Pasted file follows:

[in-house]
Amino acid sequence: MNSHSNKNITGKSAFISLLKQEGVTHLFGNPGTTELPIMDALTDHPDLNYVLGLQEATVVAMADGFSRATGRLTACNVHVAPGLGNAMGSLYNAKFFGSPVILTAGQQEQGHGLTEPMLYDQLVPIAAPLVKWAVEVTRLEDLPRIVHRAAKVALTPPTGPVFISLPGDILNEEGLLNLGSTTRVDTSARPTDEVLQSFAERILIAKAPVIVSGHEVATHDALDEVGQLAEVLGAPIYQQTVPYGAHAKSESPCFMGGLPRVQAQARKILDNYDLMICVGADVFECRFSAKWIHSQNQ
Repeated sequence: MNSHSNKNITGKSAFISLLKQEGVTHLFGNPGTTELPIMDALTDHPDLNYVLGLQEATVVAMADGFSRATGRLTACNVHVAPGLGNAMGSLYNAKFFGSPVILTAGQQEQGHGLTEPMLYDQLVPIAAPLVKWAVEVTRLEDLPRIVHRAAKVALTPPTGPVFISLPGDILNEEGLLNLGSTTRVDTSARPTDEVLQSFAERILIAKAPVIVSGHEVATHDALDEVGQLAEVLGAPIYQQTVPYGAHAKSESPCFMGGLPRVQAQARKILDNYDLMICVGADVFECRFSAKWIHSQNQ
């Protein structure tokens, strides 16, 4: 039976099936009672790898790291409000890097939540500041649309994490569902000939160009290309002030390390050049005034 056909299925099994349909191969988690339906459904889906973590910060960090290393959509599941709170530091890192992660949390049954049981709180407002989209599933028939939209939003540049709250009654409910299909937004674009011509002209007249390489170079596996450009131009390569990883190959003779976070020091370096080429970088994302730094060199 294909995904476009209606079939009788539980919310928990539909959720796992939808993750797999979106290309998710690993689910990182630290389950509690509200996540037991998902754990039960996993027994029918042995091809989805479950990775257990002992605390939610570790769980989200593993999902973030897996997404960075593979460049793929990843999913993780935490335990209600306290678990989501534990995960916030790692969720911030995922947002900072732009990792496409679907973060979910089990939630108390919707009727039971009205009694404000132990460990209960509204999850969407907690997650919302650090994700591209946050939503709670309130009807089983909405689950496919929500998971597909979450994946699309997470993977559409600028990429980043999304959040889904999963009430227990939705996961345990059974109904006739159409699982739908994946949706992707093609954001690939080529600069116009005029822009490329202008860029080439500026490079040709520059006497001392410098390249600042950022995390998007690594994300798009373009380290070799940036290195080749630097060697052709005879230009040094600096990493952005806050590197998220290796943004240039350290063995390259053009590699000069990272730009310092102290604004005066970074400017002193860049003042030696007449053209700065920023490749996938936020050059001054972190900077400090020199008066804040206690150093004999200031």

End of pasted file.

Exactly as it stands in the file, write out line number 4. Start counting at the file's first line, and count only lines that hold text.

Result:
């Protein structure tokens, strides 16, 4: 039976099936009672790898790291409000890097939540500041649309994490569902000939160009290309002030390390050049005034 056909299925099994349909191969988690339906459904889906973590910060960090290393959509599941709170530091890192992660949390049954049981709180407002989209599933028939939209939003540049709250009654409910299909937004674009011509002209007249390489170079596996450009131009390569990883190959003779976070020091370096080429970088994302730094060199 294909995904476009209606079939009788539980919310928990539909959720796992939808993750797999979106290309998710690993689910990182630290389950509690509200996540037991998902754990039960996993027994029918042995091809989805479950990775257990002992605390939610570790769980989200593993999902973030897996997404960075593979460049793929990843999913993780935490335990209600306290678990989501534990995960916030790692969720911030995922947002900072732009990792496409679907973060979910089990939630108390919707009727039971009205009694404000132990460990209960509204999850969407907690997650919302650090994700591209946050939503709670309130009807089983909405689950496919929500998971597909979450994946699309997470993977559409600028990429980043999304959040889904999963009430227990939705996961345990059974109904006739159409699982739908994946949706992707093609954001690939080529600069116009005029822009490329202008860029080439500026490079040709520059006497001392410098390249600042950022995390998007690594994300798009373009380290070799940036290195080749630097060697052709005879230009040094600096990493952005806050590197998220290796943004240039350290063995390259053009590699000069990272730009310092102290604004005066970074400017002193860049003042030696007449053209700065920023490749996938936020050059001054972190900077400090020199008066804040206690150093004999200031």